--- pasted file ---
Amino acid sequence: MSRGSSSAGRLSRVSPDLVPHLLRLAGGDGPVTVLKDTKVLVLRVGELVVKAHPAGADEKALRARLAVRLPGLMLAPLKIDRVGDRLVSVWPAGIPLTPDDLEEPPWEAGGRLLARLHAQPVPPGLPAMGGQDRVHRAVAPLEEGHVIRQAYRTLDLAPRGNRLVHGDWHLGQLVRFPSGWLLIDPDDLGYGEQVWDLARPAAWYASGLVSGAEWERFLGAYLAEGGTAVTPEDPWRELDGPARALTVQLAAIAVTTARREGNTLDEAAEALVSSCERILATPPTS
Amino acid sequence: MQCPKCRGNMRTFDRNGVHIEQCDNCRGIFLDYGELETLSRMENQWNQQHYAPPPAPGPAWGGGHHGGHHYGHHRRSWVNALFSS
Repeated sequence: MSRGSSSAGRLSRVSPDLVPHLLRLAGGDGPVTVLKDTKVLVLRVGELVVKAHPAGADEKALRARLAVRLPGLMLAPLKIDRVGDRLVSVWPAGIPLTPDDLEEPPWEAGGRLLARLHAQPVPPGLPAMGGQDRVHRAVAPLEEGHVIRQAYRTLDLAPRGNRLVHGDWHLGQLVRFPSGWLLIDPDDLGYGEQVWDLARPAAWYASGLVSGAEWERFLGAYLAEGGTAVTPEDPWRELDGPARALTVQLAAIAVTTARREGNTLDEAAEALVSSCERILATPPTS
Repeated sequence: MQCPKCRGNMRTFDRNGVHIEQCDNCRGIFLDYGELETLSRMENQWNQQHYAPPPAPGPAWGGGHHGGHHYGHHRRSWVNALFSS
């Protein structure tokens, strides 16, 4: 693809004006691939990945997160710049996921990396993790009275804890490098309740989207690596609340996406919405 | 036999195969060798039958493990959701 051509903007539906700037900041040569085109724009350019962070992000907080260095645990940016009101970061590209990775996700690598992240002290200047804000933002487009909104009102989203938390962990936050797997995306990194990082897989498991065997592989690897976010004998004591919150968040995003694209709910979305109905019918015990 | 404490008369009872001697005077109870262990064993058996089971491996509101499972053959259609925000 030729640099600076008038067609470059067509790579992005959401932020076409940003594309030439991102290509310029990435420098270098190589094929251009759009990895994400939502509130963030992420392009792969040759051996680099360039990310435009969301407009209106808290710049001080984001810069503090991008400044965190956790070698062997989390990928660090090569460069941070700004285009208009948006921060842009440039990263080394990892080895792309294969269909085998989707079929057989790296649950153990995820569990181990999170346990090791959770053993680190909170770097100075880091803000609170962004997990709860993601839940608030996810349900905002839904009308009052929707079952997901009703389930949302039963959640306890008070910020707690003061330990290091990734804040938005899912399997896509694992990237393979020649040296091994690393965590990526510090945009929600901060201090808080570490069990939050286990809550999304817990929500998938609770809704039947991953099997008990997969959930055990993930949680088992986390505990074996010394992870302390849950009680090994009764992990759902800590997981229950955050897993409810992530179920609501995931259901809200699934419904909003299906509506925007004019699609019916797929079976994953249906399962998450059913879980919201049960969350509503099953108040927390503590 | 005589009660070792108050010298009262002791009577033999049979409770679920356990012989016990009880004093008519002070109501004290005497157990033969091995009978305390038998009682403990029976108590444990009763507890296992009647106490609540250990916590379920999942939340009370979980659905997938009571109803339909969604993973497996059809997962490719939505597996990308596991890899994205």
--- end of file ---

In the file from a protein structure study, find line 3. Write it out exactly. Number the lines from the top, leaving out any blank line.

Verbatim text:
Repeated sequence: MSRGSSSAGRLSRVSPDLVPHLLRLAGGDGPVTVLKDTKVLVLRVGELVVKAHPAGADEKALRARLAVRLPGLMLAPLKIDRVGDRLVSVWPAGIPLTPDDLEEPPWEAGGRLLARLHAQPVPPGLPAMGGQDRVHRAVAPLEEGHVIRQAYRTLDLAPRGNRLVHGDWHLGQLVRFPSGWLLIDPDDLGYGEQVWDLARPAAWYASGLVSGAEWERFLGAYLAEGGTAVTPEDPWRELDGPARALTVQLAAIAVTTARREGNTLDEAAEALVSSCERILATPPTS